12:45pm
  • The ice melts in about 10 mins, and the wort comes down to 32C. This takes some practice. You will need to take the pot out of the water bath at the right time, and let the ice melt.
  • Siphon the wort into the sanitized fermenter. Takes less than 5 mins to siphon 8 liters of wort.
  • Take a gravity reading.
  • The temperature of wort was about 30C by now.
  • Pitch the yeast. Cover with a sanitized foil.
  • Put the fermenter in the fridge / outside.


1:00pm

End of brewday. Take another 5 mins to cleanup the kitchen, the siphon, thermometers, refractometer, etc.
The only thing I did not clean is the two pots. My maid is kind enough to clean the pots the next day.


1:05pm

Kitchen is clean again.



Feels great that I finished the brew day in about 2.5 hours !!

Tips

  • This is not for new brewers / or for a new environment. Make sure you have made a lot of batches before in the same setup.
  • Mill the grain finer to get good efficiency. Expect about 5% loss in efficiency. I got 70%.
  • Remember that the boil is only 30 mins. Adjust the bittering hops / boil off rates in the recipe accordingly.
  • Always have some sanitized ice in an airtight container ready in the freezer for such spontaneous brewdays.

Conclusion

This may not look like much fun, and feels like a hurried process. But trust me, optimizing every step of the brewday has its own kick.
And then there are days when I want to brew a batch on a weekday after work hours, or I want to whip up an experimental batch on a busy weekend.

I wish I could totally ignore everything above, call a few homebrewers over on a Sunday to enjoy a 6 hour brewday with a few pints of homebrew !!
An ace homebrewer in Mumbai once invited me to such a brewday, and I discovered the joys of a chilled out brewday.

But for times when life is not so kind, the 2.5 hour brewday ensures that I keep brewing without excuses.

5 comments:

  1. 5 l for mash, 4 l sparge, 1.5 l ice. So you loose 2.5 l in total to get your 8 l?

    ReplyDelete
  2. The malt absorbs water in the mash. So you lose some there and then some on the boil. Infact if you boil in 2 pots you lose more water to evaporation.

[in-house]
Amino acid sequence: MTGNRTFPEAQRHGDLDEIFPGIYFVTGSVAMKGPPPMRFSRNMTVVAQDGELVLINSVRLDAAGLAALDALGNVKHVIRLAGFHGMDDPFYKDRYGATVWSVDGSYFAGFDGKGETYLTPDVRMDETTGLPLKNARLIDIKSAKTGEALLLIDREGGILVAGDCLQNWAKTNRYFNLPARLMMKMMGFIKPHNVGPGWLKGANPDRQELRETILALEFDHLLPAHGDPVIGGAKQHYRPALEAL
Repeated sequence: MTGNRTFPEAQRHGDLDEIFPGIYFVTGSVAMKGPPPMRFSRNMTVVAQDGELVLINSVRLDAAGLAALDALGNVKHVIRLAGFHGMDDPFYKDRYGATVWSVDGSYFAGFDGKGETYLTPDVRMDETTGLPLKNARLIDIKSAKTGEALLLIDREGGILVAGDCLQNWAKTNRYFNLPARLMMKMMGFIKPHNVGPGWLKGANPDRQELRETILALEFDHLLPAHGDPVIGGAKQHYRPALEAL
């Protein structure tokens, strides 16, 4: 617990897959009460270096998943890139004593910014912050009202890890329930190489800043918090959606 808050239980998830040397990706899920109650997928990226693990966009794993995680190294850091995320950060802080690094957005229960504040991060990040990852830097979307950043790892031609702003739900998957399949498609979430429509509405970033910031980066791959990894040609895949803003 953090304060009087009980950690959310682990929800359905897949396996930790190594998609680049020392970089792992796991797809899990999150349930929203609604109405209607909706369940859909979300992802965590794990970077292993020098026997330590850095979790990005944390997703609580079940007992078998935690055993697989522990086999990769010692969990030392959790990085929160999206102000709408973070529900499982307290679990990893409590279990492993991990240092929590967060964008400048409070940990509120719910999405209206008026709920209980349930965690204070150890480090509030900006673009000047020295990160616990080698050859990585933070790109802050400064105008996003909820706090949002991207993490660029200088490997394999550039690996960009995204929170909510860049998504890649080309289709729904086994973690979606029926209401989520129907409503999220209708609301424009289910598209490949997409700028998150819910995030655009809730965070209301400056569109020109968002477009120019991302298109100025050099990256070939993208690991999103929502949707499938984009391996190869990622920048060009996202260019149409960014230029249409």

ReplyDelete
  3. I use DIY copper coil chiller for wort cooling. It brings down the temp to about 40 C in roughly 10 minutes, but thereafter even if i continue for 15 more minutes, I find it difficult to go below 34 C. I pitch direct at that temp, but thus far no problems. I like your process of sanitized ice for cooling. Can you please let me know how to make sanitized ice. I think this would help me greatly.
    I use my grandmothers' manual stone grinder to mill malt. It is a laborious process, but I consider it as an exercise routine and do it. It takes about 40 minutes hard work to grind 2.5 kg malt. I would like to post a picture but I do not know how. Can I send it across to you via email, so that you can post it if you find it appropriate.

    ReplyDelete
    Replies
    1. Boil water and let it cool down.
      So now your water is sanitized.
      Use your sanitizer to sanitize an airtight container.
      Put the boiler and cooled water in the airtight container and freeze it.
      I always have a container ready in the freezer for an unexpected brewday.
      A 1.5 to 2L container is great for this.

      Make sure you sparge with less water to accomodate for this addition.

      Delete
    2. Thank you very much Sapan. I will try this in my next batch.
      Your short brew day concept is quite impressive. But since I have all the time in the world to do my homebrew batches, I will go through the usual process through mash tun. Thanks again.

      Delete